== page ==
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HARDING: Buffalo Party, PCs Should Consider Merger

Harding writes that the two parties have strong reasons to join forces.

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To the surprise of most, the Buffalo Party debuted as Saskatchewan’s third most popular party. As leader Wade Sira said recently, “The buffalo is in the room”—something that obviously cannot be ignored.

Although the Buffalo Party ran in only 17 of 61 ridings, the party took 2.9 per cent of the vote. This trailed the NDP’s 29.3 per cent and the Sask Party’s 63.3, but still beat the Green’s 2.4, the Progressive Conservatives’ 2.1, and the long-past-dead Liberals’ 0.1.

The BP finished second to the Sask Party in four southeast and southwest ridings. In Estevan, former PPC candidate Phil Zajac received 25.5 per cent of the vote. He was far behind Sask Party incumbent Lori Carr’s 61.9 per cent, but also left the NDP in the dust at 5.9. Just east in Cannington, BP candidate Wes Smith got 16.2 per cent of the vote, and the NDP just 8.2. 

It was the same story along much of the Alberta border. In Cypress Hills, which also borders the United States, Crystal Tiringer snagged 19.8 per cent, while the NDP got 8.7. Just north in Kindersley, Jason Cooper’s 15.2 per cent was well ahead of the NDP’s 6.3.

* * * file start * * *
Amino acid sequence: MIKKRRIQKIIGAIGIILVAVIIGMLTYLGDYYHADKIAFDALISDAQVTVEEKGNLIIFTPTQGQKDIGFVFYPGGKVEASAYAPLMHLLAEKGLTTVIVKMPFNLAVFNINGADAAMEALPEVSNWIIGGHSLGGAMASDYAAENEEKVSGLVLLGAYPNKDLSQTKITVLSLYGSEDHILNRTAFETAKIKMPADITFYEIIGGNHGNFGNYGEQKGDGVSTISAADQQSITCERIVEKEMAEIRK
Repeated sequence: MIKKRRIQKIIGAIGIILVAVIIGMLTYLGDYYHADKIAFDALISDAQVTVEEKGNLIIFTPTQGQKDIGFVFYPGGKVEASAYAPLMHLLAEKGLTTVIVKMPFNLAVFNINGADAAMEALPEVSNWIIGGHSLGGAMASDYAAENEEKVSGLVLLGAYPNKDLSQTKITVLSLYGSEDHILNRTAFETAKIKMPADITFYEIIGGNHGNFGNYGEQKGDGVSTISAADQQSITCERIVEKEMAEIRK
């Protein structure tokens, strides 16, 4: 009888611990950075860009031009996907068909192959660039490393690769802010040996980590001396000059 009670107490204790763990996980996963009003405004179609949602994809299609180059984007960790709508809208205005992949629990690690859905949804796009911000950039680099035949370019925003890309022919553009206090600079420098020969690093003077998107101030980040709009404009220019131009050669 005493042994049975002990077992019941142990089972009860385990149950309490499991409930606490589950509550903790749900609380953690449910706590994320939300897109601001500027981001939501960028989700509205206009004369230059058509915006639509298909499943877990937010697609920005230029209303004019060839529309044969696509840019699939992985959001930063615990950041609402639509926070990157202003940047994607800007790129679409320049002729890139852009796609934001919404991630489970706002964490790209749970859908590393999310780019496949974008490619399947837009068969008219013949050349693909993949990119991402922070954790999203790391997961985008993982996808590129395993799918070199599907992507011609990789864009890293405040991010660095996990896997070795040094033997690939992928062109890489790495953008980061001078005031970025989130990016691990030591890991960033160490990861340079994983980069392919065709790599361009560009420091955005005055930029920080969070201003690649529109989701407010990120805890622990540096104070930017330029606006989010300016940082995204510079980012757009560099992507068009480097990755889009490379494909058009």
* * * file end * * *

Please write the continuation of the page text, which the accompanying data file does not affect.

These accomplishments are remarkable for a party that started from almost nothing one year ago, and is officially just seven months old. The Wexit Facebook page exploded after the Justin Trudeau Liberals won the federal election on October 19, 2019 without MPs in Alberta or Saskatchewan and 200,000 votes less than Andrew Scheer’s Conservatives.

Wexit Saskatchewan became the province’s sixth official party in March, following a petition drive that gained 3,599 signatures. More changes came in July when Wade Sira was appointed interim leader and the party changed its name to the Buffalo Party. The name recalled the vision of Northwest Territories premier Sir Frederick Haultain, who advocated for one giant western province before Liberal Prime Minister Sir Wilfred Laurier carved up Alberta and Saskatchewan.

The election was called on September 29th, but two days later, the party cut off ties with Calgary-based Progressive Group of Independent Business. This left the party somewhat flat-footed in its campaign. On October 13, PGIB launched lawsuits for breach of contract against the party, Sira, and Humbolt-Watrous candidate Constance Maffenbeier.

None of these growing pains, limited funds, and inexperienced candidates and volunteers prevented the party from taking a respectable 9.3 percent of the vote in constituencies it vied for.